It’s because the first part of Vertigo adopts the point of view of Scottie, the duped man, that such a scene, suddenly seen from the point of view of the woman, gains all its importance. Hitchcock often proceeds this way: in his stories of chained couples, he obscures along the way the character that seemed transparent and lightens the one that seemed opaque. Hence, many of his films are strangely constructed: in two parts, according to a pattern that Rohmer described as helicoidal. Except that the loop never closes back completely. The man/woman symmetry exists no more in the Hitchcockian universe than it does in the real world. The story of Vertigo is that of a man who moves from acrophobia to necrophilia, therefore of a “grand malade”. But the beauty of Vertigo is in the way a woman, despite everything, exists. 
Despite everything. To Truffaut who assures him that eventually Kim Novak was very good in this role designed for Vera Miles, Hitchcock replies nothing. There are many anecdotes telling of how little interest Hitchcock gave to this (still young) star. A limited actress, of vulgar and bland beauty, with ugly legs (Hitchcock insisted on that point) and terrified with stage fright. But this is precisely where the emotion comes from, because of this supplementary mirror effect. 
Kim Novak plays the role of a woman who, twice, is only an image, the materialisation of a man’s fantasy. She is “herself” only once, the day Scottie comes to find her, squeezed into her terrifying green dress. Otherwise, she lives in fear. The fear of betraying herself, the fear of not being up to the job. Kim Novak’s fear as well, as an actress, of not understanding what the “Master of suspense” wanted from her on set. So much so that Robert Burks, Hitchcock’s usual photographer, could not avoid recording this fright and disarray, the solitude of the Hitchcockian actor (or simply of actors in general) at the sound of the clapperboard. We are watching a series of screen tests: they follow each other feverishly, documentary-like, giving Vertigo, this Vertigo-with-Kim-Novak-and-despite-Alfred-Hitchcock, a real unease.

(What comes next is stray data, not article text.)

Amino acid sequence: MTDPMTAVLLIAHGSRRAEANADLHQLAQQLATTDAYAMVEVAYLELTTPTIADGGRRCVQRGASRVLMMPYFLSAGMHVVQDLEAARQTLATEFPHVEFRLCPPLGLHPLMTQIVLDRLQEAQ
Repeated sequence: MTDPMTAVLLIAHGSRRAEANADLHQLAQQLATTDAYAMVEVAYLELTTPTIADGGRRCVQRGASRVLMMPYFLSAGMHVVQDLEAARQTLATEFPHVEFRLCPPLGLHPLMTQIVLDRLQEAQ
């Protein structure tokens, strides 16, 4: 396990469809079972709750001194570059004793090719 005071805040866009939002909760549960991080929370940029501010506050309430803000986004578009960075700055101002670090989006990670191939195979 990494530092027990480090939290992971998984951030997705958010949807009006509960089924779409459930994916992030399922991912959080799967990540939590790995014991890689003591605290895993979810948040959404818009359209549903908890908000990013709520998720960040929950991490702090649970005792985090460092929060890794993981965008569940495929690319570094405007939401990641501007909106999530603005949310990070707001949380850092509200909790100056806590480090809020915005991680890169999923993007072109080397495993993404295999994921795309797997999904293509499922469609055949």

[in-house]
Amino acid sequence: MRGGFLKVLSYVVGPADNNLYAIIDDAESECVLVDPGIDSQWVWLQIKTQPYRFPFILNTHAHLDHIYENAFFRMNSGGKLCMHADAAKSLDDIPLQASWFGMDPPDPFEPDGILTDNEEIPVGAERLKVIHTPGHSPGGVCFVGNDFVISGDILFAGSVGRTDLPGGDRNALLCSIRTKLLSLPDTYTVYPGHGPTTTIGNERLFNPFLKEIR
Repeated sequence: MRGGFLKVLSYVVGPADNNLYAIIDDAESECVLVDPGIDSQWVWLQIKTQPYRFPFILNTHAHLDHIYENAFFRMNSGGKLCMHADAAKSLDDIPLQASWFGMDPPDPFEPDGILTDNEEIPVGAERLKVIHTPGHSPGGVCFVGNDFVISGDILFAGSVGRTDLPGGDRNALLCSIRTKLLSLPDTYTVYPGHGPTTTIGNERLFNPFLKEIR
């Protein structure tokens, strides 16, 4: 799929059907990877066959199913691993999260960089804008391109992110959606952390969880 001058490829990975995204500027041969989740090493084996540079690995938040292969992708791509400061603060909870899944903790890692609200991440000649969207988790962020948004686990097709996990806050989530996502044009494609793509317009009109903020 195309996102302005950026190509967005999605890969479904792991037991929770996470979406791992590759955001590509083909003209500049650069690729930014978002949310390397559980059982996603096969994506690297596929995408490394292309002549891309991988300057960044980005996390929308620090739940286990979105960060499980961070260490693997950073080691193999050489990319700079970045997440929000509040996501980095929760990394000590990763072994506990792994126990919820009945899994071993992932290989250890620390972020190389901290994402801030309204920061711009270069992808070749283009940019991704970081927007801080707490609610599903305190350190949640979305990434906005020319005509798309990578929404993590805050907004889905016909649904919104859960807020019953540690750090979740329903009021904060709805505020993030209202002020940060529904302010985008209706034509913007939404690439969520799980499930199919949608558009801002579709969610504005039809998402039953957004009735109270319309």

And then there is James Stewart, brilliant. He has been a better actor (in Ford’s Two Rode Together or in Preminger’s Autopsy of a Murder) but Scottie is his most beautiful role. Watching him move – attentively – in Vertigo, one understands what was unique in Hitchcock’s cinema. Unique in the sense that it could only happen once. Here is a man who never stopped denying the “direction” of actors, who said horrible things about them, who prided himself on never looking into the viewfinder and sketching all his shots in advance. He exaggerated of course, overdoing it a bit. Nevertheless, if Hitchcock’s posthumous return today works so well, isn’t it because he is, in the strongest possible sense, an experimental filmmaker, halfway between silent cinema (the art of mime) and television (and its babbling)? The master of all those who prefer to explore their tools than to deliver a message?
Experimental filmmakers generally do without actors or, since they can’t afford them, pretend to hate them. Hitchcock was the only one in the history of cinema who could hate them and afford them. Logically he has given them split character roles. Cruelly, he has directed them like body doubles. But a body double called Cary Grant or James Stewart will never simply be a double. There will always be something remaining of their mastery, aura, intuition and professional reflexes. And this is precisely where the emotion is born.
Look at Stewart in Vertigo: slightly robotic, zombie-like, holding on to reality only by his waking dream and to the set only by the markers of the mise en scène, like so many stitch points*** separated from one another by nothingness. One can laugh at this game, find it slightly obscene and dated. One could also say that Scottie is the last of Hitchcock’s alter egos. Or that the skinny James Stewart is the last actor that the fat Hitchcock still had the desire to identify with. Say what you want, cinema is a very human art.  
First published in Libération on 27 March 1984 with the title “Vertigo, enfin visible” [finally visible]. Republished in Ciné Journal 1981-86, Cahiers du cinéma, 1986. Translated with the invaluable help of Andy Rector.

Translator’s notes:
* The French title of the film, literally: “cold sweat”.
** A sick or diseased film.
*** “points du suture” in French.